Avocado Winter CareAvocados are not hardy plants, and can die if temperatures stay below 5°C for more than a week. There are some varieties that can withstand winter frosts down to -5°C, but in most cases, avocados should be protected from frost at all costs.
How to Harvest Avocados
Avocados tell you when they’re ripe, because they will simply fall from the tree. Obviously, leaving it that late is too late, and will ruin your crop, so for an abundance of reasons, it’s best to harvest avocados before they are ripe, and ripen them in a bowl.
Ripe avocados have enough give to leave an imprint when you press their skins, but won’t store for more than a week. Harvest avocados in late summer and early autumn – January to May, as soon as their skins are dark.
Rather than pulling them from the tree, which can damage their stem and cause mould in storage, cut them with sharp secateurs and gently place them in a tray. Don’t overload avocados or stack them on top of each other as this can bruise the soft fruits.
How to Store Avocados
The only way to ensure avocados stay fresh for longer is to leave them somewhere cool and dry. Fridges tend to over-humidify the stored fruits so they will ripen faster. Slow ripening will give you longer-lasting harvests, so keep them in a cool dark cupboard.
If your avocados are ripening too slowly, keep a few in a bowl with a banana, and they should be ripe enough to eat within 48 hours.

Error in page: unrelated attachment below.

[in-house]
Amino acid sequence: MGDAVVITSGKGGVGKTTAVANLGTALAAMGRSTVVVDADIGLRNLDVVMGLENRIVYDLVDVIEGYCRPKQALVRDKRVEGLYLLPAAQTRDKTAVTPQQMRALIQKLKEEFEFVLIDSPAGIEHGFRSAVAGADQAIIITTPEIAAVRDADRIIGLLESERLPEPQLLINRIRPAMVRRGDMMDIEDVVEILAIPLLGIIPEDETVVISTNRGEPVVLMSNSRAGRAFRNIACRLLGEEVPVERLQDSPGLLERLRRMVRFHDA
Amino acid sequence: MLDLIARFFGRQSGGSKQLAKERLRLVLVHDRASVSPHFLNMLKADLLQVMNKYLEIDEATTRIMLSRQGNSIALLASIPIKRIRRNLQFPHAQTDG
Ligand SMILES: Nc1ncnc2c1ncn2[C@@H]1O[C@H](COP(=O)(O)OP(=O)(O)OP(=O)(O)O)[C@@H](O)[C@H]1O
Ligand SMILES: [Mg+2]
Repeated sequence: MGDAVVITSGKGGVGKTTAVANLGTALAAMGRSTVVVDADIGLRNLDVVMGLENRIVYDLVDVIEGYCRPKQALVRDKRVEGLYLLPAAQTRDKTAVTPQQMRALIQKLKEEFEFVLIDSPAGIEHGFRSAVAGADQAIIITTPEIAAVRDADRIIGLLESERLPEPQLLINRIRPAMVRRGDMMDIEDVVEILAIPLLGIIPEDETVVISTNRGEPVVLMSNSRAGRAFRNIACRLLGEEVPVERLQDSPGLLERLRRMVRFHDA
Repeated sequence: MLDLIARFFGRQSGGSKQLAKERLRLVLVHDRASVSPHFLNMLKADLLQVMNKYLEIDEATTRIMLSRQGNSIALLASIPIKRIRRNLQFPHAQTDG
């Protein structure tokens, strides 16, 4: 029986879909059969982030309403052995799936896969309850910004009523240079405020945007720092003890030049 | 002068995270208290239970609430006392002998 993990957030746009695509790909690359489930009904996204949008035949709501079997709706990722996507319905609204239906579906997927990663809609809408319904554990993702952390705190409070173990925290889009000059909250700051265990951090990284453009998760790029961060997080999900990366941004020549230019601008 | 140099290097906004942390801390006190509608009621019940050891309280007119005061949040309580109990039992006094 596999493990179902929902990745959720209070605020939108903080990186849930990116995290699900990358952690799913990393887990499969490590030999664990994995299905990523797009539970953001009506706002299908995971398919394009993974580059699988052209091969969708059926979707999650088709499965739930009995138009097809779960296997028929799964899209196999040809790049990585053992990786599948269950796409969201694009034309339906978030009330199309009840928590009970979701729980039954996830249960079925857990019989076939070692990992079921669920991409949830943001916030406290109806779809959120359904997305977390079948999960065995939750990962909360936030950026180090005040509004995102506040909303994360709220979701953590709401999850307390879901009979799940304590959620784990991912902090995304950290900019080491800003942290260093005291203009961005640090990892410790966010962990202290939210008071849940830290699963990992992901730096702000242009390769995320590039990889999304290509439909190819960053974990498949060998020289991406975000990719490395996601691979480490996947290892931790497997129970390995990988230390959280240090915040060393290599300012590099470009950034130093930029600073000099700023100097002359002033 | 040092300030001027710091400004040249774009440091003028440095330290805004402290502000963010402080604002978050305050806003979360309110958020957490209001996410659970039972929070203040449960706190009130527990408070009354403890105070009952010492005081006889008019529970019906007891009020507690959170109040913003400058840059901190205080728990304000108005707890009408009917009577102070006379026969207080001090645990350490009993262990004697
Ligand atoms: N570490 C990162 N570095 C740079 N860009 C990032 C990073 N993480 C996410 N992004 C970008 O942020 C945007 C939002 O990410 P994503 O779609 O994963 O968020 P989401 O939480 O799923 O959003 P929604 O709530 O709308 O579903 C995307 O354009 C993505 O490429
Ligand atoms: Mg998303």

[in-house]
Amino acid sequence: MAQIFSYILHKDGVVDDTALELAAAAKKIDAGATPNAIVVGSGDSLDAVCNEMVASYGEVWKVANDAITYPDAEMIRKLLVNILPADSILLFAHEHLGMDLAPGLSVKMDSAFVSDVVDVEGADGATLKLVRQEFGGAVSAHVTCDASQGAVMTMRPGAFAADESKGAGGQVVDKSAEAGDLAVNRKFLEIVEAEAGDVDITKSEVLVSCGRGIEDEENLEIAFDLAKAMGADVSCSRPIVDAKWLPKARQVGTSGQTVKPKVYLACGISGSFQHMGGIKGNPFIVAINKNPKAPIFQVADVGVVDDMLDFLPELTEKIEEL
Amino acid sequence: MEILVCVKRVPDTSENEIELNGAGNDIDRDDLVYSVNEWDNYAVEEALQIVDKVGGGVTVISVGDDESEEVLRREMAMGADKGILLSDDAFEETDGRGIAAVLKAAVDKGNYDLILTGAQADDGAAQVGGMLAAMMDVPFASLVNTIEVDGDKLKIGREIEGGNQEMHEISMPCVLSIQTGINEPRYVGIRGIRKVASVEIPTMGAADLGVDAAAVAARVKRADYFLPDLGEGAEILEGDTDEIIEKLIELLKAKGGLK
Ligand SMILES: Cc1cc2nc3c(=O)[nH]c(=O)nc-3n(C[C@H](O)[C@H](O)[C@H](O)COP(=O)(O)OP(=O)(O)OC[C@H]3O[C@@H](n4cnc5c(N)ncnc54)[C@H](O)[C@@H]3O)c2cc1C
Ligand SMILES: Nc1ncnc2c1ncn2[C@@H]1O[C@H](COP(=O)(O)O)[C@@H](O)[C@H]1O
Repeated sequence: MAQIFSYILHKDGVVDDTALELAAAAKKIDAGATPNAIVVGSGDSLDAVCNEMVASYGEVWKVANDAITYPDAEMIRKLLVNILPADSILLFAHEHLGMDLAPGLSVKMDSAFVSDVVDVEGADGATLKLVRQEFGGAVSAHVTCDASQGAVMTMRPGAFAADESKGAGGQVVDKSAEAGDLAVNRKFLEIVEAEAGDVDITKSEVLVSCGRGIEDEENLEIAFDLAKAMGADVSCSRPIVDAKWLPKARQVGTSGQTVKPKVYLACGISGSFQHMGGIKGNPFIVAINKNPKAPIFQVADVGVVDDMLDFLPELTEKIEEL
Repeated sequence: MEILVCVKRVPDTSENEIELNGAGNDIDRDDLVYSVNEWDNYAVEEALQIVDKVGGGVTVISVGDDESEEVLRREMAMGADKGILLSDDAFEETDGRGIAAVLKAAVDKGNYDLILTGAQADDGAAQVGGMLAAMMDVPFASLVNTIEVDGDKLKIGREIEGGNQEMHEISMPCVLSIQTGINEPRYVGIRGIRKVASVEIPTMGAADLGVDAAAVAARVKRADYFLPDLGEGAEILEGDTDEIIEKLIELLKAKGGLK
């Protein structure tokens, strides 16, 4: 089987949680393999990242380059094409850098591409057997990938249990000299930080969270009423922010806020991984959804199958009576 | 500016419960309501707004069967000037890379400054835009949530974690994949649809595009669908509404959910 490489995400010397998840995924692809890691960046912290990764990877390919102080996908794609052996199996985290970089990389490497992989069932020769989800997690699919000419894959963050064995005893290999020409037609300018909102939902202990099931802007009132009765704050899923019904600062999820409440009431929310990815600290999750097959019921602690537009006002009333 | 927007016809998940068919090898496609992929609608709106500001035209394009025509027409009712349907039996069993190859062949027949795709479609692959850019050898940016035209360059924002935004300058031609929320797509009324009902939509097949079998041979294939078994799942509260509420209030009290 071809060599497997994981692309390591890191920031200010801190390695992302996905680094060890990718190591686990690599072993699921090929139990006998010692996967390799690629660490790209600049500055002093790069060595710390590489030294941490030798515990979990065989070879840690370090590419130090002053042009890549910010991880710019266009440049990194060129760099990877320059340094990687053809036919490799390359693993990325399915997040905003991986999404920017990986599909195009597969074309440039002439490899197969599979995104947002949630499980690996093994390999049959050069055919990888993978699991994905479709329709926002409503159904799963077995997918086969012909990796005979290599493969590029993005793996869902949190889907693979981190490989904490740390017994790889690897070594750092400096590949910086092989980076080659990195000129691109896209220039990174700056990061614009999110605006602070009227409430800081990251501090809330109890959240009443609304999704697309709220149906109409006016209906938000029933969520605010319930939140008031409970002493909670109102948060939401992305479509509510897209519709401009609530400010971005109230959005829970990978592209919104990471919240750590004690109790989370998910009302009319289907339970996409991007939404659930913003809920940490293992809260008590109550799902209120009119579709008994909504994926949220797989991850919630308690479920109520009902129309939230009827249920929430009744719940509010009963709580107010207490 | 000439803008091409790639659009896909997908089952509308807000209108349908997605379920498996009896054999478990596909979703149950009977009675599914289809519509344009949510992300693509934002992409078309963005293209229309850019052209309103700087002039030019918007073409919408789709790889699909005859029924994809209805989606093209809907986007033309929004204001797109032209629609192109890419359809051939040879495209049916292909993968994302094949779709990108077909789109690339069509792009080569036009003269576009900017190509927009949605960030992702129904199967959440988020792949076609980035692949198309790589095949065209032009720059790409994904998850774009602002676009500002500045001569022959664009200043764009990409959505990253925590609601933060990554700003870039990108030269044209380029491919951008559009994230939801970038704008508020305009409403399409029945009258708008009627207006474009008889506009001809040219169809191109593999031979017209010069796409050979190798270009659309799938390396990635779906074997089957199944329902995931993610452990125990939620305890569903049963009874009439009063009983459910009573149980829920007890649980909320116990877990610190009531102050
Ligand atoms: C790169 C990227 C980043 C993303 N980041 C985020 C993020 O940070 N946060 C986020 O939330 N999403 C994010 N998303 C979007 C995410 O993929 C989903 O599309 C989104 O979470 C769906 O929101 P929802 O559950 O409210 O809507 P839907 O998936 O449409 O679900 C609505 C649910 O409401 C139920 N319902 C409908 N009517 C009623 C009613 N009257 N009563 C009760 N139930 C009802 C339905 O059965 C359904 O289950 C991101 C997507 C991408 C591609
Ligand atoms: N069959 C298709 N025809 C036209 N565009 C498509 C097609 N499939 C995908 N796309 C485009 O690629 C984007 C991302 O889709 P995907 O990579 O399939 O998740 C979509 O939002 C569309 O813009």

For longer-term storage, remove avocados from their skins, keep the pits to one side (you can plant them later if you like), and store the flesh in the freezer. The high fat content means they don’t degrade and can be used for dips from the freezer for up to a year.
Avocado Pests and Diseases to Look Out For
Red-shouldered leaf beetle (Monolepta australis) and swarming leaf beetle (Rhyparida spp.) are both common pests of avocado trees in Australia and tend to follow heavy rain, bringing fungal spores with them, which can enter the foliage when they bite into it.
Treatment requires organic pesticides in targeted areas, and very diluted neem oil can be applied after heavy rain to deter them.
Learn more about neem oil and its types in our in-depth guide on neem oil.
Fruit spotting bug
Both the common fruit spotting bug (Amblypelta nitida) and the banana spotting bug (Amblypelta lutescens) are native to Australia. Their translucent, amber coloured, bodies are long and thin, with wiry black legs and long antennas. They are easy to spot, hard to get rid of.
On Avocados, they can damage the fruits, flowers, and buds of even established trees. They pierce the thin skin of young shoots, buds, and fruits, creating puckered markings. The easiest way to control them is with neem or pyrethrum sprays.
The tea mosquito, cocoa mosquito, or mirid bugs (amongst many common names for Helopeltis) are slender black insects with red thoraxes, long antennas, and bright crimson legs.
They cause grey putting and mould on the avocado fruits and can ruin crops. They can be controlled through natural predation, but it’s also worth treating the area around your tree.
Remove weeds and long grass where they reside and maintain slightly more neutral soil as they thrive in acidic conditions (however, this needs to be balanced as avocados prefer slightly acidic conditions).